West Coast
Beneath the shallow waters of the Ballona Wetlands, fish and marsh creatures thrive despite being surrounded by development. (Photo courtesy of Ballona Wetlands Institute)

CA - Court ruling halts controversial Ballona Wetlands restoration project

In a major development in the battle over the Ballona Wetlands, a judge has reversed approvals for a state restoration plan to bulldoze and reshape vast areas of the sensitive habitat which borders the sand dunes that separate it from the ocean to the west, and the upscale Playa Vista development to the east.

The opinion filed on May 17 by Los Angeles Superior Court Judge James Chalfant found that the Environmental Impact Report (EIR) for the California Department of Fish and Wildlife’s proposed restoration project used incorrect flood risk standards and didn’t commit the organization to specific enough performance criteria for preserving wildlife.

The Ballona Wetlands Ecological Preserve is a 577-acre area of salt and freshwater marshes just south of Marina Del Rey that is home to birds, coyotes, fish, lizards and butterflies, including at least seven endangered species.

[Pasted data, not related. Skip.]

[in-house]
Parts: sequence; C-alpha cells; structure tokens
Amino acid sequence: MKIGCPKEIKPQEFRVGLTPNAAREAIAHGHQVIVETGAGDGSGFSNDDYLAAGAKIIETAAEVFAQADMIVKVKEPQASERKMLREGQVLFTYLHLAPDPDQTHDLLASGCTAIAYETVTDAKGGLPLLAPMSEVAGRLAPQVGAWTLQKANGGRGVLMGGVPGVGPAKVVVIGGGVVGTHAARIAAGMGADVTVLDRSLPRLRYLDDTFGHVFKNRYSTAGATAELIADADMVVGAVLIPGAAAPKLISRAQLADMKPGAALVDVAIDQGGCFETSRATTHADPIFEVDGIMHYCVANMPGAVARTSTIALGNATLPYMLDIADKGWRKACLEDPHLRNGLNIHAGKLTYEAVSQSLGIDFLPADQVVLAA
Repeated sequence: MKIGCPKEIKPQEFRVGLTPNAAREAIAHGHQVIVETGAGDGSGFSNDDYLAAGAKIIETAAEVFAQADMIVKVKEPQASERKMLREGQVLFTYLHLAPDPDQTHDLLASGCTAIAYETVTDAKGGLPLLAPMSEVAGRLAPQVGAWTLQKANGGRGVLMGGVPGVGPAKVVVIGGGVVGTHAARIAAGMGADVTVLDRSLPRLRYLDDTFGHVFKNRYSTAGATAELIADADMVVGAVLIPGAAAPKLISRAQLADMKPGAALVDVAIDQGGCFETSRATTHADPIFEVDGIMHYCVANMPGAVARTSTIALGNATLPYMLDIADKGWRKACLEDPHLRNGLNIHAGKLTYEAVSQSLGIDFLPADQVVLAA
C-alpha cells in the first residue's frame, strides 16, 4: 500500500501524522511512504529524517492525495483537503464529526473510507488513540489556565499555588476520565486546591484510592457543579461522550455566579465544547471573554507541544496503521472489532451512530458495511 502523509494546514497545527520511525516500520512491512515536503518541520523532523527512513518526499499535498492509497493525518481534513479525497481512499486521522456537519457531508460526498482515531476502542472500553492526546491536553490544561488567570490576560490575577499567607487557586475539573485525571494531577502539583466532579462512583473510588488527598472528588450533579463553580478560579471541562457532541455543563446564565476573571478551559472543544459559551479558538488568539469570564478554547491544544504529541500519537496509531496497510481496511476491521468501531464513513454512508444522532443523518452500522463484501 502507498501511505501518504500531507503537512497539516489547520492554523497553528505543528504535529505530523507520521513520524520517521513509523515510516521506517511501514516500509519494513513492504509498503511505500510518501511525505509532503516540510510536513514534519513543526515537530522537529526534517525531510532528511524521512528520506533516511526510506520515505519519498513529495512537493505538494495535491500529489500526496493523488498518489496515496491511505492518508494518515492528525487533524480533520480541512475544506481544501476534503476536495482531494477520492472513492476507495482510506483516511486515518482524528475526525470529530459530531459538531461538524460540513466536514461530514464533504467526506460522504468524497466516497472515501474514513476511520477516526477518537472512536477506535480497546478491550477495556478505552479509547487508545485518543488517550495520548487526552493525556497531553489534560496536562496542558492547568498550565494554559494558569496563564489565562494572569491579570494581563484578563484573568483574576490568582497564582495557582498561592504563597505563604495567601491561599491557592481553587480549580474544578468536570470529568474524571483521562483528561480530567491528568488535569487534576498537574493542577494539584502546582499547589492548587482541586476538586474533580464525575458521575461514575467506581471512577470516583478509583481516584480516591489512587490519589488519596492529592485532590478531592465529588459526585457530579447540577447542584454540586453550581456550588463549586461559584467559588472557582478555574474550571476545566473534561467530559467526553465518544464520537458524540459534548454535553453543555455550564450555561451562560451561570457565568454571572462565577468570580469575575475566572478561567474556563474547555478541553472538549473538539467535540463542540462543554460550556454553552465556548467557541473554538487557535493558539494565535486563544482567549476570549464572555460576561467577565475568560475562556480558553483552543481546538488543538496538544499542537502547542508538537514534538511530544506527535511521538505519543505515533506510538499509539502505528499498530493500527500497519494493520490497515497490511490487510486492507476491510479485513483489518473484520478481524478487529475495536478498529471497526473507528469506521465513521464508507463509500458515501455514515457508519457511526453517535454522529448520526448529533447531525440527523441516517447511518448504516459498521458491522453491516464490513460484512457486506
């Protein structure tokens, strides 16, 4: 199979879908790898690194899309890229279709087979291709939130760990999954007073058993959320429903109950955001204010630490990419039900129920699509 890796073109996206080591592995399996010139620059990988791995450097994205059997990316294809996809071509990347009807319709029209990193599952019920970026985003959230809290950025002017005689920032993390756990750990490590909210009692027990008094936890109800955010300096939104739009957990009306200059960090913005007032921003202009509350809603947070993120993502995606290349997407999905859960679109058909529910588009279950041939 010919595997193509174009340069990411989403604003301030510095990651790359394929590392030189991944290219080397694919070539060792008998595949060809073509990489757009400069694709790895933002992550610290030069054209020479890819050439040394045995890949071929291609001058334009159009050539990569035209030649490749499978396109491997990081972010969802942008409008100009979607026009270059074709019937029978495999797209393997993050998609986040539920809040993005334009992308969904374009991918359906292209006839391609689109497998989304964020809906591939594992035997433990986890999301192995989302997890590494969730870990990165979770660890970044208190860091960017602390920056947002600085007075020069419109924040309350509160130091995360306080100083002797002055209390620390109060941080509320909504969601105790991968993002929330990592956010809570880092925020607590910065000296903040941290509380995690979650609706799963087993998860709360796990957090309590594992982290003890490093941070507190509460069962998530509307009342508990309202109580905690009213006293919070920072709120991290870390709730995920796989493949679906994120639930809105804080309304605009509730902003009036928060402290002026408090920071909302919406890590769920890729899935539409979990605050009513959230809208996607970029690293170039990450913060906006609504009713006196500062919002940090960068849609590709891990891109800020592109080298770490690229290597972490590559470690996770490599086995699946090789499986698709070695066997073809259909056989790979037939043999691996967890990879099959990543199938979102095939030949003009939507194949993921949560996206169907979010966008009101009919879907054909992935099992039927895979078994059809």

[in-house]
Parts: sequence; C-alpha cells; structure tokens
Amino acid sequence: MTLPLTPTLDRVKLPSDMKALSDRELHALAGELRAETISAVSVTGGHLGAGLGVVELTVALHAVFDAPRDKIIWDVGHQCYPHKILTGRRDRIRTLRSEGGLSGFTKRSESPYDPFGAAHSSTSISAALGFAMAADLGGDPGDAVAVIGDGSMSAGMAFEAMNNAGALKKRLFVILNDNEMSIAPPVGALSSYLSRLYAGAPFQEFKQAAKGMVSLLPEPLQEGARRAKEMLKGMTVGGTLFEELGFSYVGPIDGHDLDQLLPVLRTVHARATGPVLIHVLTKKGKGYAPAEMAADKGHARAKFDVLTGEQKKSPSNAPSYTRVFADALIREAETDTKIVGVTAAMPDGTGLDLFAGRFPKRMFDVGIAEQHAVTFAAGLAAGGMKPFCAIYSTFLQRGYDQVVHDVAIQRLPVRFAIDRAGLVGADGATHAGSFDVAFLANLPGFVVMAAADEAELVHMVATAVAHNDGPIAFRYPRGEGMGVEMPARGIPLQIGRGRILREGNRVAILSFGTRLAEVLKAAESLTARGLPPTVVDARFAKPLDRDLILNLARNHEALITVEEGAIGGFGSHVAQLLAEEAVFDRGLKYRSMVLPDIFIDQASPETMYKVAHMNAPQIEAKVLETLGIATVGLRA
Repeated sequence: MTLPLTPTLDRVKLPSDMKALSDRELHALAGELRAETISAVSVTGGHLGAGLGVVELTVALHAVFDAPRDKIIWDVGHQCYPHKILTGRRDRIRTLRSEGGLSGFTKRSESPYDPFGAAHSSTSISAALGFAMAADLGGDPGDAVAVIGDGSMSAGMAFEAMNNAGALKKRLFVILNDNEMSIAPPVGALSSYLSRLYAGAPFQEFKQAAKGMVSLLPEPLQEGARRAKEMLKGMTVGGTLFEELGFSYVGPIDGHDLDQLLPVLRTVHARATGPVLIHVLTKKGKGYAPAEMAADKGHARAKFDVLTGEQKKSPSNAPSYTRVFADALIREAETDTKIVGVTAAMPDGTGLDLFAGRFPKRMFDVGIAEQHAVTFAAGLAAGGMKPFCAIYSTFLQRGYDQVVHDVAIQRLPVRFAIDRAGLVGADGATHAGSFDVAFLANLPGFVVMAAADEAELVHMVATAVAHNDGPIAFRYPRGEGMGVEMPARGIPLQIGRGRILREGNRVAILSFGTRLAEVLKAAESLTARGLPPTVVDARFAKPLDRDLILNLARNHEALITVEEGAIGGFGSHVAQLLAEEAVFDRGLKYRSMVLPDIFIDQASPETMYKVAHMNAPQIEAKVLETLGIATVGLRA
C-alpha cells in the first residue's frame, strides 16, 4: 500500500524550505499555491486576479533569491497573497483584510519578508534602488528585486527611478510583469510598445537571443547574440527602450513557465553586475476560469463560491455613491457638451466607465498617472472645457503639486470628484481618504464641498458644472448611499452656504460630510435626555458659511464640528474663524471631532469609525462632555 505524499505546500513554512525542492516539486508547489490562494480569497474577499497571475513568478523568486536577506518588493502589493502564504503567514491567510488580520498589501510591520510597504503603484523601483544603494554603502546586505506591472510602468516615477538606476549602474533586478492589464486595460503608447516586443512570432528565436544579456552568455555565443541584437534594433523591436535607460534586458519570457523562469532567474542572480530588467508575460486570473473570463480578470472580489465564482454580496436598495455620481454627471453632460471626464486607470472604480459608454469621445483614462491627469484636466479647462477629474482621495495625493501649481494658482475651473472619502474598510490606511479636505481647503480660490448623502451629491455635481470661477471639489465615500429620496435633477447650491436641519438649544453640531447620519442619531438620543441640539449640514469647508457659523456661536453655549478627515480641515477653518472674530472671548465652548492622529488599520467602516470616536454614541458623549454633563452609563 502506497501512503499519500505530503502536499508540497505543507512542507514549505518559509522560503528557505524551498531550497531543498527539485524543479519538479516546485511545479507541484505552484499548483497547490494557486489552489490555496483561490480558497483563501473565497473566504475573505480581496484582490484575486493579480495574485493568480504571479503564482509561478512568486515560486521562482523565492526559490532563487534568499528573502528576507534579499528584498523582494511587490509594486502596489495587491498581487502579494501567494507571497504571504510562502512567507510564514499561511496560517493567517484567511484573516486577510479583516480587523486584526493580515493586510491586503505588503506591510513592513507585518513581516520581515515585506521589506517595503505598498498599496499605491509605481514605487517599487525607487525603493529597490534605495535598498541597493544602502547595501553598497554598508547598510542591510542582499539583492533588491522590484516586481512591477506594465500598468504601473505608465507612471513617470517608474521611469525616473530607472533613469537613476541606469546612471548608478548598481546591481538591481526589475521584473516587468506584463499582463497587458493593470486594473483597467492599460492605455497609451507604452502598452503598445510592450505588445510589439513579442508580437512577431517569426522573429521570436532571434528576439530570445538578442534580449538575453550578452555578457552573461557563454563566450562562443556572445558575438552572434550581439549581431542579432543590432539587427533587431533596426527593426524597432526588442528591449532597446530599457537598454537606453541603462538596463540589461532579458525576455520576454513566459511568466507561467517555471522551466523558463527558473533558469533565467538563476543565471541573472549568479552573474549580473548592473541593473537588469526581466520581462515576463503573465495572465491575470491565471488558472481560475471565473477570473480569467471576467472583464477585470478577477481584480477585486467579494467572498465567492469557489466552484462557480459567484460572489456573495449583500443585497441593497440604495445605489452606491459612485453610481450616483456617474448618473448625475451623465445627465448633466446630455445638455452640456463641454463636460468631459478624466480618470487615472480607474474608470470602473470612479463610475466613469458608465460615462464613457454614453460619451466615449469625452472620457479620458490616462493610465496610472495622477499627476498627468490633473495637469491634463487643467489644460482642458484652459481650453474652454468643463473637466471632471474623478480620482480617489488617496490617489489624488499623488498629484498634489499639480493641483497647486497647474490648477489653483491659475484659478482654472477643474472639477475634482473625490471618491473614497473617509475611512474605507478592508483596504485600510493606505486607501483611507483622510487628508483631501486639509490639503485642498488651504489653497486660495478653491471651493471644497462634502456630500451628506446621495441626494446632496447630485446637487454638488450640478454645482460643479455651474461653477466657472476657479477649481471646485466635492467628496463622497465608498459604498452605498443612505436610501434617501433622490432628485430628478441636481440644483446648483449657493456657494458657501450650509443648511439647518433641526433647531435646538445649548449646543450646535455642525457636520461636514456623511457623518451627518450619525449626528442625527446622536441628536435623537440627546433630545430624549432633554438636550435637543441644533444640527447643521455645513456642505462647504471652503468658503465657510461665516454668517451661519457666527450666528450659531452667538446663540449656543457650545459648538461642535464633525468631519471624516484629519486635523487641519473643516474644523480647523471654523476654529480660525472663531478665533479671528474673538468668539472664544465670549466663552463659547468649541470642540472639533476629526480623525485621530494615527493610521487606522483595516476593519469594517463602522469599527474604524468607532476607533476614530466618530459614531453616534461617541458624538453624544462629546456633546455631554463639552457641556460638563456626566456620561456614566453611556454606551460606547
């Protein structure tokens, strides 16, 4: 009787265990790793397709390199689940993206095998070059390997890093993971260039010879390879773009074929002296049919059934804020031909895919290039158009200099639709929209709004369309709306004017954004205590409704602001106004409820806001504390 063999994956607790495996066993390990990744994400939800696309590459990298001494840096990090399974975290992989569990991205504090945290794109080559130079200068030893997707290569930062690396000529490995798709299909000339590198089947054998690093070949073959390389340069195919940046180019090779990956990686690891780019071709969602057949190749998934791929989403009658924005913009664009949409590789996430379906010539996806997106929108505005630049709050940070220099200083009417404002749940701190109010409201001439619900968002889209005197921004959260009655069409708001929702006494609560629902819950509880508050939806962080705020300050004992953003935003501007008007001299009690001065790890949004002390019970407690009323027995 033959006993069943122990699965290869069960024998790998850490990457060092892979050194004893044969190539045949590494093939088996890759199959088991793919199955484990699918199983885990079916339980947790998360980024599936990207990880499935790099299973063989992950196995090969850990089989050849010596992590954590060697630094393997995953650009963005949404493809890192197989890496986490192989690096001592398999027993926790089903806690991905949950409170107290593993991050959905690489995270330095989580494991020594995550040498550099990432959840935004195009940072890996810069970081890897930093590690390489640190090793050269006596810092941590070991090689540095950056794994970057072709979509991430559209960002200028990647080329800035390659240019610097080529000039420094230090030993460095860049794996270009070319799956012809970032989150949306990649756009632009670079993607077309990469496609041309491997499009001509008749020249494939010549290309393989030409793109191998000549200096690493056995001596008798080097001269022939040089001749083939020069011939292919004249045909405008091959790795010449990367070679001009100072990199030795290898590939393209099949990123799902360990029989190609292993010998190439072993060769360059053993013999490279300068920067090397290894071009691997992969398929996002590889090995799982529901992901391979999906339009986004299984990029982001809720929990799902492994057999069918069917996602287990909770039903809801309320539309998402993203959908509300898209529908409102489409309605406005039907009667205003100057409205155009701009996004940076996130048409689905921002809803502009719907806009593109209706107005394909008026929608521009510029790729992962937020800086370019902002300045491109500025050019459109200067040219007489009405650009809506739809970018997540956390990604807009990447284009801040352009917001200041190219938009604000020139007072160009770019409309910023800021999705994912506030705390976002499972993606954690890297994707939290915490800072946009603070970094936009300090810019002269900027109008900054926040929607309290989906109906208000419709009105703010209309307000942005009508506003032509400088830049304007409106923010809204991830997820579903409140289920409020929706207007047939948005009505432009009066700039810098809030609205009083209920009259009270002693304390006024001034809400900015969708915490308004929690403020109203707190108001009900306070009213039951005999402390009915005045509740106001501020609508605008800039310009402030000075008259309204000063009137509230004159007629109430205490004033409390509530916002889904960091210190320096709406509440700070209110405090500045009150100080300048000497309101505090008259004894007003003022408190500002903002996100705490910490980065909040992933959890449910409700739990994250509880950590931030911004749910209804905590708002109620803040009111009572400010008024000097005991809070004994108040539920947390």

The state’s plan called for excavating more than 2 million cubic yards of soil to allow tidal flows to penetrate more areas, and construction of nearly ten miles of bike and foot paths. That project cannot proceed until the department submits a new EIR that addresses the concerns highlighted by Chalfant.

Jamie Hall, a lead attorney who represented Protect Ballona Wetlands, one of four environmental groups that filed suits against the state plan, said, “This EIR was not ready for primetime. They just did not have the necessary information in order to evaluate, and disclose, and mitigate the environmental impacts.”

California Department of Fish and Wildlife (CDFW) stands behind its restoration plan.

“This restoration project remains the best mechanism to revitalize the Ballona Wetlands for many future generations of Angelenos. It will bring outdoor space for connection with nature to a city center where it is deeply needed,” said Jordan Traverso, CDFW deputy director of communications, education and outreach.

“Although the court’s decision is disappointing, the bottom line here is that CDFW prevailed on the majority of claims brought by the petitioners. Facts matter: Petitioners raised 10 claims and CDFW won completely on eight of them,” she added.

Chalfant’s decision settles four similar lawsuits that all sought to halt the state’s proposed restoration plan due to concerns about how it would impact the environment, wildlife and habitats.

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